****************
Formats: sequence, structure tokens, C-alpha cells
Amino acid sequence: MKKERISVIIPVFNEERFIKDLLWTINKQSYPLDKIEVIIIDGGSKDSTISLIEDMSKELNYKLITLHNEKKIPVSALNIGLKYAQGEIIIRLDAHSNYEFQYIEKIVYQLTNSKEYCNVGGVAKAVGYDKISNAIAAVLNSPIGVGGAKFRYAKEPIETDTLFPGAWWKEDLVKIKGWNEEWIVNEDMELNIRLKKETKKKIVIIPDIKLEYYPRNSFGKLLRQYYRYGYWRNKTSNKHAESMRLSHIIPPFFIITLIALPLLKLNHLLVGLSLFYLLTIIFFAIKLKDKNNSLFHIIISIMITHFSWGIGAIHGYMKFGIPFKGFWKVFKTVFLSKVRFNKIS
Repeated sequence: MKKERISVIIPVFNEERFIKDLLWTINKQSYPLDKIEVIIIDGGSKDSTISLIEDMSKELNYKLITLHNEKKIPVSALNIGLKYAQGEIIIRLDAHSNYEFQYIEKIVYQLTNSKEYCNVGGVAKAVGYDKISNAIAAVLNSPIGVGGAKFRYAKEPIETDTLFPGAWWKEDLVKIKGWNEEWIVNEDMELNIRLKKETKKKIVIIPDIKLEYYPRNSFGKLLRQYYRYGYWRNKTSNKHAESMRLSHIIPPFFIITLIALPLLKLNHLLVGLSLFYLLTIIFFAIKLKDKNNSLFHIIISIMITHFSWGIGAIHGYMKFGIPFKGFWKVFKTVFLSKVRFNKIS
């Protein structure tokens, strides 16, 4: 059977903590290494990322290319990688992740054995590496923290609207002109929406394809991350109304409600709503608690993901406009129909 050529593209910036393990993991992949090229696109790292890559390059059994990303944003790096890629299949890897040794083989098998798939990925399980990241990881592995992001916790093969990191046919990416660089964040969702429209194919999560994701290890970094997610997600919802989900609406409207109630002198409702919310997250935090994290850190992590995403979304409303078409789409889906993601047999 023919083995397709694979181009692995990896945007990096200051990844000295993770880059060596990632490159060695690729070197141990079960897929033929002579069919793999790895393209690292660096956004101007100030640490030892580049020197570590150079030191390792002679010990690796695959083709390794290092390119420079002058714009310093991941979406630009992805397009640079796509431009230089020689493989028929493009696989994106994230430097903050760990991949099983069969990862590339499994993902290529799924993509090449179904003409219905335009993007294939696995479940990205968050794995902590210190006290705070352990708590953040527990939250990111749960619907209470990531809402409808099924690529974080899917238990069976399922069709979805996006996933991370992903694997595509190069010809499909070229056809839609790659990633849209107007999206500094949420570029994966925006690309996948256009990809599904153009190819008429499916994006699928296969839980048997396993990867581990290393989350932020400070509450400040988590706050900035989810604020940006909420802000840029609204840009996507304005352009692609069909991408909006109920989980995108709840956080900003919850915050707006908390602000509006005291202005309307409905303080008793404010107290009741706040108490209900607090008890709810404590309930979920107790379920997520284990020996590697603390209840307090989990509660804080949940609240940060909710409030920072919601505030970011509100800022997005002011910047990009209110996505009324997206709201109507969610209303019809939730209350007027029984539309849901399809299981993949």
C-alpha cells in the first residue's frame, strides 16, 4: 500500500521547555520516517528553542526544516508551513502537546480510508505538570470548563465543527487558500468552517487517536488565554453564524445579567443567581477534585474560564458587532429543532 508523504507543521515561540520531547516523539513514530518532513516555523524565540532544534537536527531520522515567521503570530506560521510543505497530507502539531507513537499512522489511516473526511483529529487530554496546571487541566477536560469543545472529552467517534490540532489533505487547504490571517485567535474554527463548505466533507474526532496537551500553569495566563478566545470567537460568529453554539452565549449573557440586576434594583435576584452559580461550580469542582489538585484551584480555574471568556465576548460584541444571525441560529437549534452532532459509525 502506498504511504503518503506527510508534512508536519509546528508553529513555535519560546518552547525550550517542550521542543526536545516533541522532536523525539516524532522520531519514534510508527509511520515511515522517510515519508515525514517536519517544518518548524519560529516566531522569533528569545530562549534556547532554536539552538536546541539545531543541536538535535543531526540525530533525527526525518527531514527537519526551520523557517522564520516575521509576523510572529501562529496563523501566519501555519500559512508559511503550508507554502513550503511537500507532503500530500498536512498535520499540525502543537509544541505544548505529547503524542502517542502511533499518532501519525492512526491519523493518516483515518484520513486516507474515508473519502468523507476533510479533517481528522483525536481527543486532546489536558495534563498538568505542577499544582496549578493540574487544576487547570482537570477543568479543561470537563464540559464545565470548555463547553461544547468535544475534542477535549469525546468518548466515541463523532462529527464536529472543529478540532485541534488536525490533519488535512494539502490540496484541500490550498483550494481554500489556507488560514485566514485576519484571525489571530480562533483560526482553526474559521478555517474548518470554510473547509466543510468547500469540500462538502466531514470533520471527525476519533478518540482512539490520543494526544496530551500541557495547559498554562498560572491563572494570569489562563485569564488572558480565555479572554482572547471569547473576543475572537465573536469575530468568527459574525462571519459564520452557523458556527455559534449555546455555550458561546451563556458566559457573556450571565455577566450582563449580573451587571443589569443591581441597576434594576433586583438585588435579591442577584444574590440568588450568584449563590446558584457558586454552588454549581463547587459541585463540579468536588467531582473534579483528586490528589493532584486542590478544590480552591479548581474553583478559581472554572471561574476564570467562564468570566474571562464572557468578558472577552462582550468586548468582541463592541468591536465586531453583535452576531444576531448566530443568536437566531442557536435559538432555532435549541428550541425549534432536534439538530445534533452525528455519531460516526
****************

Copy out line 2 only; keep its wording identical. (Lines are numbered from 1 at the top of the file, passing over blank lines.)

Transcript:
Amino acid sequence: MKKERISVIIPVFNEERFIKDLLWTINKQSYPLDKIEVIIIDGGSKDSTISLIEDMSKELNYKLITLHNEKKIPVSALNIGLKYAQGEIIIRLDAHSNYEFQYIEKIVYQLTNSKEYCNVGGVAKAVGYDKISNAIAAVLNSPIGVGGAKFRYAKEPIETDTLFPGAWWKEDLVKIKGWNEEWIVNEDMELNIRLKKETKKKIVIIPDIKLEYYPRNSFGKLLRQYYRYGYWRNKTSNKHAESMRLSHIIPPFFIITLIALPLLKLNHLLVGLSLFYLLTIIFFAIKLKDKNNSLFHIIISIMITHFSWGIGAIHGYMKFGIPFKGFWKVFKTVFLSKVRFNKIS